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From Dateline (December 2, 2004)

Visiting Japanese Professors Study American Way of Teaching

Taking a brief respite from leading a class, five Japanese professors visiting Cal State Fullerton briefly became students.

Not only did the visitors hone their English-language skills, but they studied the American teaching style of actively engaging students in the classroom – which the professors said is a stark contrast to the Japanese method of delivering a non-stop lecture to silent students.

With the Japanese government ushering in privatization of that nation’s public higher-education system, Japanese universities have begun thinking more about the bottom line.

Hiroshi Ono of the National Institute of Multimedia Education, a clearinghouse for information-technology research shared among Japanese universities, determined that international students could help make up the difference in Japan’s university coffers. But, Ono said, Japanese universities wouldn’t attract more international students with classes in Japanese; English would be the key.

An acquaintance of Setsue Shibata, associate professor of modern languages and literatures, Ono said that Cal State Fullerton was a natural choice for his pilot program. Aside from knowing Shibata, the university’s American Language Program has a reputation for helping nonnative speakers improve their English, he added.

Earlier this year, the professors from Nara University traveled to Fullerton to spend four weeks with faculty peers in computer and biological science. Shigeru Yamashita, Minoru Ito, Yasuyuki Kono, Masahiro Akiyama and Koskuke Kataoka were hosted by five local families and paired up with Spiros Courellis, assistant professor of computer science; Mariko Molodowitch, associate professor of computer science; Donna Kastner, lecturer in computer science; Frederick W. Whipple, assistant professor of biological science; and Rodrigo Lois, associate professor of biological science.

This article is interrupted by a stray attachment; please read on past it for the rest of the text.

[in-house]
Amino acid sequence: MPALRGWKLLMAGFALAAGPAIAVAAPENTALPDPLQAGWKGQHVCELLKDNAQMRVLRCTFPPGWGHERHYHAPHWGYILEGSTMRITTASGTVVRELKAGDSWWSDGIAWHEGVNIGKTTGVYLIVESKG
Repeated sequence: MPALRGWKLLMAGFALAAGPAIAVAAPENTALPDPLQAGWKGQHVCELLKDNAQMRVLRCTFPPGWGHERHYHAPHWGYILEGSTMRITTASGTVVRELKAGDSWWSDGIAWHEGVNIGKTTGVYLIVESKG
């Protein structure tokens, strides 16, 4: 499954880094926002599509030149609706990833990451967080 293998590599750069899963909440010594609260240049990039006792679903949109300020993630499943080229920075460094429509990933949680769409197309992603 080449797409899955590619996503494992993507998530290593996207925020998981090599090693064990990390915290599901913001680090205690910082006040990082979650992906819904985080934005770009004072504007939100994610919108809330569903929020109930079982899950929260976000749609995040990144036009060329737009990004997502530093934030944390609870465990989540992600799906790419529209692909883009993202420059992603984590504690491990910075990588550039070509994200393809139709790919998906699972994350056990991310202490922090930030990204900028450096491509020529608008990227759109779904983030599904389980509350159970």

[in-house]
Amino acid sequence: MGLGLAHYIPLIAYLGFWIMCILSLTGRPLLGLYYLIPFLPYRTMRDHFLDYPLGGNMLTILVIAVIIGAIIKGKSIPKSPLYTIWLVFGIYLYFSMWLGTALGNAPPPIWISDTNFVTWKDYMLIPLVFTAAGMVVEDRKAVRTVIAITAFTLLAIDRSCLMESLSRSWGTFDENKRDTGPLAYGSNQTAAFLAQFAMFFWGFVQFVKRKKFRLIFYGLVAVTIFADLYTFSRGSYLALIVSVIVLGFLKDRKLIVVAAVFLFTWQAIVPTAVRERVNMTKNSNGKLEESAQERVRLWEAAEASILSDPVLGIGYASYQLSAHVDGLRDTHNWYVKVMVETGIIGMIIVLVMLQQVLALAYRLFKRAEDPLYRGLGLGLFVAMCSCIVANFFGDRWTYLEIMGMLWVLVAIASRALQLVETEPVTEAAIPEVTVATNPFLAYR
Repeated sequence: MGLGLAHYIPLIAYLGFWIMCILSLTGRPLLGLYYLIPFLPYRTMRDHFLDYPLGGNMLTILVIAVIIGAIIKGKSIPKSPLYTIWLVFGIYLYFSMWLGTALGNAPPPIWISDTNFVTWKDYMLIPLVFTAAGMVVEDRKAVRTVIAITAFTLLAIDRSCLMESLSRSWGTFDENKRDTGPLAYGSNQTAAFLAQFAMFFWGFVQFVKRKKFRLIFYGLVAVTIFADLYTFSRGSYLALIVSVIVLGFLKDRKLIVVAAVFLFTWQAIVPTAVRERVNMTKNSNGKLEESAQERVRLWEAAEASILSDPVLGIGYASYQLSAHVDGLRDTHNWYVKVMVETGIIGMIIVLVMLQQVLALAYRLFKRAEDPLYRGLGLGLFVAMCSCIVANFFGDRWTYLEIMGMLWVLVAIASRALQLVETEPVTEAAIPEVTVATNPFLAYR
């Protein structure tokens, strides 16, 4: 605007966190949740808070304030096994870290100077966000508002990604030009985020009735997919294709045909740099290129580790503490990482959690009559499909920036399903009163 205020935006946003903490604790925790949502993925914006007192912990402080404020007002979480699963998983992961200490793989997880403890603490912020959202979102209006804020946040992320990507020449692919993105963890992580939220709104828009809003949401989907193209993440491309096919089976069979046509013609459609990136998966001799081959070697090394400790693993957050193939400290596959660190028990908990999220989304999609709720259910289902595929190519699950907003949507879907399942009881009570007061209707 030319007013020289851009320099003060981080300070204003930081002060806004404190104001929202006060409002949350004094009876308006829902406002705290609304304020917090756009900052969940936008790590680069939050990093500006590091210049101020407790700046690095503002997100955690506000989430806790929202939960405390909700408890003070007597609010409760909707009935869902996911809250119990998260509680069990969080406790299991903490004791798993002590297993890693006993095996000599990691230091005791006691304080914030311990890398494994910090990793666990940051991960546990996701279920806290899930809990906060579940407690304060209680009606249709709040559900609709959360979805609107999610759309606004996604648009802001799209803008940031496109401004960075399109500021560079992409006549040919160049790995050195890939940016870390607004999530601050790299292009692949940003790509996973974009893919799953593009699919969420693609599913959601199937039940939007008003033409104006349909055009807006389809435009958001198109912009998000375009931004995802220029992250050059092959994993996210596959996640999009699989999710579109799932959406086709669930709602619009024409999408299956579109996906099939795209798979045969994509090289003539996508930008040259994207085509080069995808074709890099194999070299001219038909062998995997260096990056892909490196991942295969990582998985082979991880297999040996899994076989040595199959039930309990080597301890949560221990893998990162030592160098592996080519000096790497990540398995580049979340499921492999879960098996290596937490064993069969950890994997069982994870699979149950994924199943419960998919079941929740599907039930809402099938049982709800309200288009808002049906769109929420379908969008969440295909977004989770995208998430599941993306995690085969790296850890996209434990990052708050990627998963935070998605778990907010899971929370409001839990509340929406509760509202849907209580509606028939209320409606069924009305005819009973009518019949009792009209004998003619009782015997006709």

“The interaction with faculty from Japan was very enriching bilaterally,” Courellis noted. “As a matter of fact, the benefit also was apparent in our students who engaged very actively during the classroom presentations by our visitors and exhibited increased scientific curiosity during the week that followed.”

Courellis added that the mentorship program could evolve to become an asset to the university, and “have a very positive impact on the entire California State University system.”

The Japanese professors were equally enthused. “The American way [of teaching] is better,” said Yamashita, noting that even though he would like to introduce it to native Japanese students, it could take years to be fully accepted.

During August and September, the Japanese visitors attended ALP workshops and sat in on their mentors’ classes. They wrapped up their experience by delivering lectures before American classes.

At a farewell reception, Harry Norman, dean of university extended education, congratulated the visitors on this capstone, putting it into perspective: “I can’t imagine ever having to give a presentation in Japanese!”